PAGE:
Star Spotting with Mary

Continuing to think about the stories we retell during Advent and Christmas, this week focussing on Mary’s ‘Magnificat’.  What does it mean for Mary to thank God for remembering His promise to Abraham and his descendants?  What does Abraham have to do with Jesus’s birth?  Well, let’s consider the story of Abram.

Reflections on Genesis 12-17 and Luke 1:46-55

The Story of Abram

Abram means ‘exalted ancestor’. This nobody was somebody. He had a wife, extended family, possessions and servants to carry all his possessions. Yes, Abram lived in tents, but he was not poor. He was a traveller. Following God’s lead.

God said, “Go from your country and your father’s house. I will make of you a great nation” (Genesis 12:1-2). And Abram did.

The journey wasn’t easy. There was a famine. Then that split with his cousin Lot. The land wasn’t big enough for the two of them – at least not for all their sheep.

God promised to make Abram’s offspring “like the dust of the earth” (Genesis 13:16). Have you ever tried to count dust? Remember Genesis 2? God can do great things with dust.

Then God showed Abram the stars.

Remember, God created the stars so that there would always be a way to tell the difference between light and dark, even at night.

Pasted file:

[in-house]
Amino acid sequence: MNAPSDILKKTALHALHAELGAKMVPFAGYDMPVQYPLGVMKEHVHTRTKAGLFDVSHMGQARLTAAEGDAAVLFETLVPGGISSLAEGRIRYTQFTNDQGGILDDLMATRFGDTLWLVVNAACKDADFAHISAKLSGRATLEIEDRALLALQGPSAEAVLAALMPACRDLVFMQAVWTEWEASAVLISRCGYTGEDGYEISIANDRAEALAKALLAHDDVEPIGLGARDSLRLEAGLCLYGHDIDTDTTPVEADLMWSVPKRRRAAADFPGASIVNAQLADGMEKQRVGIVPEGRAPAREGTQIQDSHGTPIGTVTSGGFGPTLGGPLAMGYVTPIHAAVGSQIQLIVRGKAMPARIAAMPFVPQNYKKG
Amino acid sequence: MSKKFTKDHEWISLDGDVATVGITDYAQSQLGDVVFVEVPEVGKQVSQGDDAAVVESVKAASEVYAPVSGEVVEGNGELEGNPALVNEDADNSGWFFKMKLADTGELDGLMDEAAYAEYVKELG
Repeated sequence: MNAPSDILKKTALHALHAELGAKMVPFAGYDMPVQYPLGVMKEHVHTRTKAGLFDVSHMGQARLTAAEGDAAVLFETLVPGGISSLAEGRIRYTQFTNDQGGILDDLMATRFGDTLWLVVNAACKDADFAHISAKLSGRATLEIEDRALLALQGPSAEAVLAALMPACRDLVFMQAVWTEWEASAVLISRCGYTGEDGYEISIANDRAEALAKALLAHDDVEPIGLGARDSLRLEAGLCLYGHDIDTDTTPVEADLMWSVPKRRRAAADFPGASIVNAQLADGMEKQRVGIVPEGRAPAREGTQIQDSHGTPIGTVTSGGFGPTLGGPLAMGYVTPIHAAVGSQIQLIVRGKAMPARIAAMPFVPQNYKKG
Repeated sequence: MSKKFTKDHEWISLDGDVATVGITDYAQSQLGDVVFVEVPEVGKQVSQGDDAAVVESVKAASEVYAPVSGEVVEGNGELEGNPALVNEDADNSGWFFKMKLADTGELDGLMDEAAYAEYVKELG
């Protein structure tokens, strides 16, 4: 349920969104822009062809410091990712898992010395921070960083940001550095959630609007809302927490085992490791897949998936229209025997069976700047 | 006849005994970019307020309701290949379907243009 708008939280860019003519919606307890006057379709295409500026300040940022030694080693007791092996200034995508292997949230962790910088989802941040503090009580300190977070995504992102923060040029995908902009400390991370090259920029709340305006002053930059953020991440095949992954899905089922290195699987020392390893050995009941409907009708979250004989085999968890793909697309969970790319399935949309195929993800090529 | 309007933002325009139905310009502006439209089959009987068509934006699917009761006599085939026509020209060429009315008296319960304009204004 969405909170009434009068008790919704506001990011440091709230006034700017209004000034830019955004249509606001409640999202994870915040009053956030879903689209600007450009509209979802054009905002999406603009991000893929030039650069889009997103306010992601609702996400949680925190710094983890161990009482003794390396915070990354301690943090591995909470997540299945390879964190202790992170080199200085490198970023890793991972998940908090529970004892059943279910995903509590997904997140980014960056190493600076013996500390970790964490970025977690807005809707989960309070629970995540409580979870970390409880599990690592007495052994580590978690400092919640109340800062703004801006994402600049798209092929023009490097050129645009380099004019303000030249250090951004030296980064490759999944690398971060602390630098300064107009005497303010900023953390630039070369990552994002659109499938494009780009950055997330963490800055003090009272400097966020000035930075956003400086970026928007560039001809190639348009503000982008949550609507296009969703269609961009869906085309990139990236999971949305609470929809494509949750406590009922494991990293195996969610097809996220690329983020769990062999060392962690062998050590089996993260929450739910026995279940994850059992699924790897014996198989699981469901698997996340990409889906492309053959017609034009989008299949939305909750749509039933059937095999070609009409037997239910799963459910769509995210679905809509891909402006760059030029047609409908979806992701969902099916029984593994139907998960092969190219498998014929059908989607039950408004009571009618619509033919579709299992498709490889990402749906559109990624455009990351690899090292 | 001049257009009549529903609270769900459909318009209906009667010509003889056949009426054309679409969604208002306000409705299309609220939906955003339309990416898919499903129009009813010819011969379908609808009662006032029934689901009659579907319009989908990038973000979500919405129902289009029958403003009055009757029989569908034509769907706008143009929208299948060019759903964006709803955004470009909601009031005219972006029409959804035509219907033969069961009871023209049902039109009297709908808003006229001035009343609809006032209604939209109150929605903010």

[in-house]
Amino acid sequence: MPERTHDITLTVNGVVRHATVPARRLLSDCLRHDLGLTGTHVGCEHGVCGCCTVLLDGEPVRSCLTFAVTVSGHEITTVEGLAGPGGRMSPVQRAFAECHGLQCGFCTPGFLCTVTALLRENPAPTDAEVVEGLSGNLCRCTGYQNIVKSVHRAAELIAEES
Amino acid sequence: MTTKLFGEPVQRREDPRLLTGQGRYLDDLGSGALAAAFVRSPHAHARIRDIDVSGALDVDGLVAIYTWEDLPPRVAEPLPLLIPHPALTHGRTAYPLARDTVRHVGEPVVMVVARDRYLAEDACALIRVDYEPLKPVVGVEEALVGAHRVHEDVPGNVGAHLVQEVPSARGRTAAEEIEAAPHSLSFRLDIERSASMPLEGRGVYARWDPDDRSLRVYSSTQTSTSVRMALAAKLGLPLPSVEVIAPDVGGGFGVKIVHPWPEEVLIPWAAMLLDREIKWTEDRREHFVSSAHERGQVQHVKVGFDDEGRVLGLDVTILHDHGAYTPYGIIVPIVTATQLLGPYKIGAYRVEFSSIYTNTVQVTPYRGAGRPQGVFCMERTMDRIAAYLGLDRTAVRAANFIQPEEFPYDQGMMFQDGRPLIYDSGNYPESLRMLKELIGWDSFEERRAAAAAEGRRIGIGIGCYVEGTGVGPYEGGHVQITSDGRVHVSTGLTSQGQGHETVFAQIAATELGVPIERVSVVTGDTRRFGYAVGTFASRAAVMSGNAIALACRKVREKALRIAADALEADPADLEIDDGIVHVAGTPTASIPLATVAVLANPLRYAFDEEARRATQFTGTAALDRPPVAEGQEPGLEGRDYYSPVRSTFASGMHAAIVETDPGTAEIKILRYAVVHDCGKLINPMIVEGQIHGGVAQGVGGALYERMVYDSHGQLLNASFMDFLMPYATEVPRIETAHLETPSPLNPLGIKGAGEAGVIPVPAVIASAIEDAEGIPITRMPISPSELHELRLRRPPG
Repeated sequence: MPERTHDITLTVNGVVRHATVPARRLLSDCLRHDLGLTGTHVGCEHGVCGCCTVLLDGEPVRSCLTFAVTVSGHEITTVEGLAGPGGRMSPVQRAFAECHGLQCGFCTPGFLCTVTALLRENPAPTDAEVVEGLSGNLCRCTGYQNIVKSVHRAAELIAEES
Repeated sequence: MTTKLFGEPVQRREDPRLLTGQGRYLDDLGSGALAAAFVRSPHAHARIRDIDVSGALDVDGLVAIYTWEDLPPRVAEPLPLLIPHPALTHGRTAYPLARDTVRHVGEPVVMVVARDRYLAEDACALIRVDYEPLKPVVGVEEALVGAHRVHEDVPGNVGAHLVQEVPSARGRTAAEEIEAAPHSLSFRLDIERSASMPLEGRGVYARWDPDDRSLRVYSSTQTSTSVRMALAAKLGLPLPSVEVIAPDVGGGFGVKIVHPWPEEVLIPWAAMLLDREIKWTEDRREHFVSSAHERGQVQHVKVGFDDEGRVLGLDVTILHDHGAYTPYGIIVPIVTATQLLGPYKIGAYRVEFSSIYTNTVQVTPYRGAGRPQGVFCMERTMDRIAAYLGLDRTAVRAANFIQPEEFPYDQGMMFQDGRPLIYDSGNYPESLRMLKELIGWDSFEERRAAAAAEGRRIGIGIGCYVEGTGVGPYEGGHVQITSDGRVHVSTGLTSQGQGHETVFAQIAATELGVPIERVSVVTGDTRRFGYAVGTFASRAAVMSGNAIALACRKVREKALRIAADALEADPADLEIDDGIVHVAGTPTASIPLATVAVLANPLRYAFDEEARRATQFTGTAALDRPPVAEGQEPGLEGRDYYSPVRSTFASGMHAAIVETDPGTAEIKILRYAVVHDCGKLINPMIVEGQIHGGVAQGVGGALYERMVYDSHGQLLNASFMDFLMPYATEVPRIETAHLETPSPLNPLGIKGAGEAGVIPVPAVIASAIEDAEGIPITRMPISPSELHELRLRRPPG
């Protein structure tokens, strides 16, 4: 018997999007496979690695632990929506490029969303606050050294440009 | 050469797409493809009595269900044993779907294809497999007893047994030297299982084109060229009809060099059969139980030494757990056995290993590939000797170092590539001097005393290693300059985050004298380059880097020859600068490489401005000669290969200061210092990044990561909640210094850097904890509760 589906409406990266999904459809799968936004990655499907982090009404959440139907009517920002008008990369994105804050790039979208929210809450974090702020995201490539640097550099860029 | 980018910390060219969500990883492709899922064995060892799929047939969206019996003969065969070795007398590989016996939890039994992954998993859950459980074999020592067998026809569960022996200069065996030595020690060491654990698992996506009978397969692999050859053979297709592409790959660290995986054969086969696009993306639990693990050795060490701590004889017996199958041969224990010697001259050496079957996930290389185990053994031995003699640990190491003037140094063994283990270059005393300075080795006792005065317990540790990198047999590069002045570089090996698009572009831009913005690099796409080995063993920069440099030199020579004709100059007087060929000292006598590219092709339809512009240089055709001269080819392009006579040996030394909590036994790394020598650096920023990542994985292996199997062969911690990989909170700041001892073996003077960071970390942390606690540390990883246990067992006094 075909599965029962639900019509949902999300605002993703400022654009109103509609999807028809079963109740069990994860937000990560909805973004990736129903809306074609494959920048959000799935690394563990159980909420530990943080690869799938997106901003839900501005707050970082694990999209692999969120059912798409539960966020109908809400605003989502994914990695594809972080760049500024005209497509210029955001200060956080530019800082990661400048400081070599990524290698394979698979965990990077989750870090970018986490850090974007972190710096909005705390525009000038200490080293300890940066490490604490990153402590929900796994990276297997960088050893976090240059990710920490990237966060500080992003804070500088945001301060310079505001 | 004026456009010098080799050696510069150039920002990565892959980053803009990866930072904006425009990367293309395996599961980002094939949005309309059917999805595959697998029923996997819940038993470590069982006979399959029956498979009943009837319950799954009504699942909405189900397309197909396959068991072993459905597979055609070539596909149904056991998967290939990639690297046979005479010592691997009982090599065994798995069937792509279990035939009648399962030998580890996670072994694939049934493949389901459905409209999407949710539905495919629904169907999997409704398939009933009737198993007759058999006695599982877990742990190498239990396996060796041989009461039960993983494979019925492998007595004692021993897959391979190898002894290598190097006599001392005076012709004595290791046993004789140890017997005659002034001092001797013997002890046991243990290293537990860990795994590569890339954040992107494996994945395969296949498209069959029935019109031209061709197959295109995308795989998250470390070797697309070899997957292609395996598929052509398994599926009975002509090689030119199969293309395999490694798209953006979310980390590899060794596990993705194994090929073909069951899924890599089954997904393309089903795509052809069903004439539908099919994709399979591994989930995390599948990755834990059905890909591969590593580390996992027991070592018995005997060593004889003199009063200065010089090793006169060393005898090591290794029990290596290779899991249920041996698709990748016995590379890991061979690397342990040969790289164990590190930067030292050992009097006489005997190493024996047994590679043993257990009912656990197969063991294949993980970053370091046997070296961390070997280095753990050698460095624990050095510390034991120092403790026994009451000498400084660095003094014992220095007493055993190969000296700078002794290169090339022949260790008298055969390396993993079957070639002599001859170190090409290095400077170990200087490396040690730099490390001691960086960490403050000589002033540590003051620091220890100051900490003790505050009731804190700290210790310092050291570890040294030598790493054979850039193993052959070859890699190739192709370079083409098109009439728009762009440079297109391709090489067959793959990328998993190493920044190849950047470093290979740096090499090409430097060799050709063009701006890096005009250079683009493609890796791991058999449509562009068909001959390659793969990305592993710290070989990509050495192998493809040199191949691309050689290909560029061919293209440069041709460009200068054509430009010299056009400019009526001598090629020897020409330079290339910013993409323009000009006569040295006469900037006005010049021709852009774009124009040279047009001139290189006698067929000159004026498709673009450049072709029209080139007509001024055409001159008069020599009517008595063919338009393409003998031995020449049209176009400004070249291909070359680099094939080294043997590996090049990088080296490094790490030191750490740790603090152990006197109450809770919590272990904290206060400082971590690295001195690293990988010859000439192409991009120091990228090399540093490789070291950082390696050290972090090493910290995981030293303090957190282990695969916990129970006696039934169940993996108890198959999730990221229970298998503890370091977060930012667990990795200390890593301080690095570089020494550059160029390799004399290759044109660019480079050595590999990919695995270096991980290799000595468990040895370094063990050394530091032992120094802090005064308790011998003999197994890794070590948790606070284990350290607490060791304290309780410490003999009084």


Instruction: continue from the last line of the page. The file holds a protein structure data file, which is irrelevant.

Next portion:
The stars are always there, but you cannot always see them. Sometimes the clouds are so thick, the sky just looks dark, with no light except for maybe a hazy outline of the moon. But just because you cannot see the stars, doesn’t mean that they are not there. Even in the day, when the sun burns brightly, the stars are there in the background.

God showed Abram the stars. Abram was arguing with God (Genesis 15:2-3). Explaining to God that he was never going to be this great nation if he didn’t have a son. And he had no son. ‘God, how can I ever be a great nation? This is impossible!’

God said, “Look toward heaven. Count the stars. Can you? There’s a lot of stars, aren’t there? So shall your descendants be” (Genesis 15:5).

Abram believed God. He believed God’s vision of Abram’s descendants.

Abram just could not see how this would be.

Although Abram could see the stars, he couldn’t see God’s plans.

Abram and his wife took matters into their own hands, tried to make God’s vision happen. Hagar and her son by Abram suffered as a result.

For Abram, the stars weren’t enough of a reminder.

So God visited Abram again. “I am God Almighty; walk before me, and be blameless” (Genesis 17:1). Abram was given the opportunity to be like a-dam in the beginning. A fresh start. That close relationship with God.

Then God changed his name. His name would no longer be ‘exalted ancestor’, but now he would be Abraham, ‘ancestor of a multitude’. Every time someone spoke to him, every time someone called him in for tea, he would be reminded of God’s promise. “I will make you exceedingly fruitful”, God said. “I will make nations of you, and kings will come from you. I will establish my covenant between me and you, and your offspring after you throughout their generations, for an everlasting covenant, to be God to you and to your offspring after you” (Genesis 17:6-7).

We say ‘seeing is believing’. But the story of Abram is the challenge to believe without seeing. To see the promise and to trust the one who made the promise. To hold onto that promise in challenging times. To know that when God makes a promise, God will do it. You need do nothing, except to be faithful to what God tells you to do.